Day of Indecent Work? Students protest against forced school student labour
Today, on the World Day of Decent Work, students from the People & Planet network joined others across Europe to protest on campus, at what they said was their universities’ use of computers made by Chinese students as young as 15, forced to work in order to leave school.
The students are calling on their universities to join Electronics Watch, an independent workers’ rights monitoring body for the public sector, as a part of a wider campaign. Electronics Watch is a growing group of universities and other public sector organisations that are using their contracts with suppliers to insist on better conditions for workers in the supply chain.
On 5 October Good Electronics & Dan Watch released a shocking report, which showed that Chinese school and college students were being forced by their teachers to work 12 hour days for 3 – 5 months, to make computers and servers for the use of European universities. This violates both Chinese law and International Labour Organisation Conventions.
The report’s authors: “investigated the supply chain of servers bought by European universities and found that whilst young European students enjoy a break in their studies during the summer, tens of thousands of Chinese students are sent by their schools – many of them forced, on irrelevant internships to the assembly lines of electronic factories to produce servers and other ICT equipment for the world’s biggest brands. Interns work 10-12 hours a day, six days a week for 3-5 months producing equipment that later will end in universities across Europe.”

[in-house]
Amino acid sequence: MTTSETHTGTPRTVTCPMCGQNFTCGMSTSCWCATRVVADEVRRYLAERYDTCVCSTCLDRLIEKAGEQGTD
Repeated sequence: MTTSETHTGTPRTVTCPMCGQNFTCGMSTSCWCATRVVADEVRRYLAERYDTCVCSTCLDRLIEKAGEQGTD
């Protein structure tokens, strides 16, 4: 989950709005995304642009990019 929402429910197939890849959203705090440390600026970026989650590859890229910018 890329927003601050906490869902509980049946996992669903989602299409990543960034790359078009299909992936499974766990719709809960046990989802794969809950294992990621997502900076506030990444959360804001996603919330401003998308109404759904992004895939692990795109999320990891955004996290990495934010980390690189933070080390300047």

Now on 7 October, students at universities across Europe are protesting against this on their campuses, calling on their universities to insist on better standards from the companies they do business with.
Student Timalka Kalubowila from Brighton University said: “It’s absolutely absurd that in this day and age we are forcing other students to succumb to conditions of forced labour. Our university says it cares about being responsible, and it needs to take action on this. As a student voice if we can make an impact by raising the standards of our institutions and their suppliers.”
Jim Cranshaw, a campaigner from People & Planet said “It’s truly shocking that students here in the UK are using computers and servers made by students as young as 15, forced to labour, in China. Universities say they have sustainable procurement policies, but actually buy goods made with forced, sometimes child labour. Students are calling on universities to join Electronics Watch, and start living up to their policies, as so many have already done.”
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